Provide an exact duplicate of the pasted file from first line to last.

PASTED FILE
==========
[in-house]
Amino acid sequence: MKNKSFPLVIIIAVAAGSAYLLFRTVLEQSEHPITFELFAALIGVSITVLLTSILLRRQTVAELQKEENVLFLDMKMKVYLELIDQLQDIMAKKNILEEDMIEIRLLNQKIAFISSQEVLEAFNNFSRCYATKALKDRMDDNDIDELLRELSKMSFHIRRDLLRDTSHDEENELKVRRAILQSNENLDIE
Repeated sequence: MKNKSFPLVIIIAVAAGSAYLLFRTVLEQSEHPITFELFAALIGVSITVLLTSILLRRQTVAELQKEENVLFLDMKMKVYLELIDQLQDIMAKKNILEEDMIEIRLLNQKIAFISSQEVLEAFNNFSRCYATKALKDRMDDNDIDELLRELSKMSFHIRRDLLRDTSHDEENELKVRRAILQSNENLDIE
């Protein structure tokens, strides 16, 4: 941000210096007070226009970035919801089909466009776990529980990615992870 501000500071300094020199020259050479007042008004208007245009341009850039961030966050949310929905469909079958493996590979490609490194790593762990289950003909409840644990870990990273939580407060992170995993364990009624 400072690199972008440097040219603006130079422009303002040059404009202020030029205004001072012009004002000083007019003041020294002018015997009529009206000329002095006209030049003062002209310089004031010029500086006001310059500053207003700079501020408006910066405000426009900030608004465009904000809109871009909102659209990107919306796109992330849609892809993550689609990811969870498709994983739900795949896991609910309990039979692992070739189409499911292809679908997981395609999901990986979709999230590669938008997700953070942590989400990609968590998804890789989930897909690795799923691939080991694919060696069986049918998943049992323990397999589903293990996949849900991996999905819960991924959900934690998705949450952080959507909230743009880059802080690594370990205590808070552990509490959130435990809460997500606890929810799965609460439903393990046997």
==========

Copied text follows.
[in-house]
Amino acid sequence: MKNKSFPLVIIIAVAAGSAYLLFRTVLEQSEHPITFELFAALIGVSITVLLTSILLRRQTVAELQKEENVLFLDMKMKVYLELIDQLQDIMAKKNILEEDMIEIRLLNQKIAFISSQEVLEAFNNFSRCYATKALKDRMDDNDIDELLRELSKMSFHIRRDLLRDTSHDEENELKVRRAILQSNENLDIE
Repeated sequence: MKNKSFPLVIIIAVAAGSAYLLFRTVLEQSEHPITFELFAALIGVSITVLLTSILLRRQTVAELQKEENVLFLDMKMKVYLELIDQLQDIMAKKNILEEDMIEIRLLNQKIAFISSQEVLEAFNNFSRCYATKALKDRMDDNDIDELLRELSKMSFHIRRDLLRDTSHDEENELKVRRAILQSNENLDIE
């Protein structure tokens, strides 16, 4: 941000210096007070226009970035919801089909466009776990529980990615992870 501000500071300094020199020259050479007042008004208007245009341009850039961030966050949310929905469909079958493996590979490609490194790593762990289950003909409840644990870990990273939580407060992170995993364990009624 400072690199972008440097040219603006130079422009303002040059404009202020030029205004001072012009004002000083007019003041020294002018015997009529009206000329002095006209030049003062002209310089004031010029500086006001310059500053207003700079501020408006910066405000426009900030608004465009904000809109871009909102659209990107919306796109992330849609892809993550689609990811969870498709994983739900795949896991609910309990039979692992070739189409499911292809679908997981395609999901990986979709999230590669938008997700953070942590989400990609968590998804890789989930897909690795799923691939080991694919060696069986049918998943049992323990397999589903293990996949849900991996999905819960991924959900934690998705949450952080959507909230743009880059802080690594370990205590808070552990509490959130435990809460997500606890929810799965609460439903393990046997």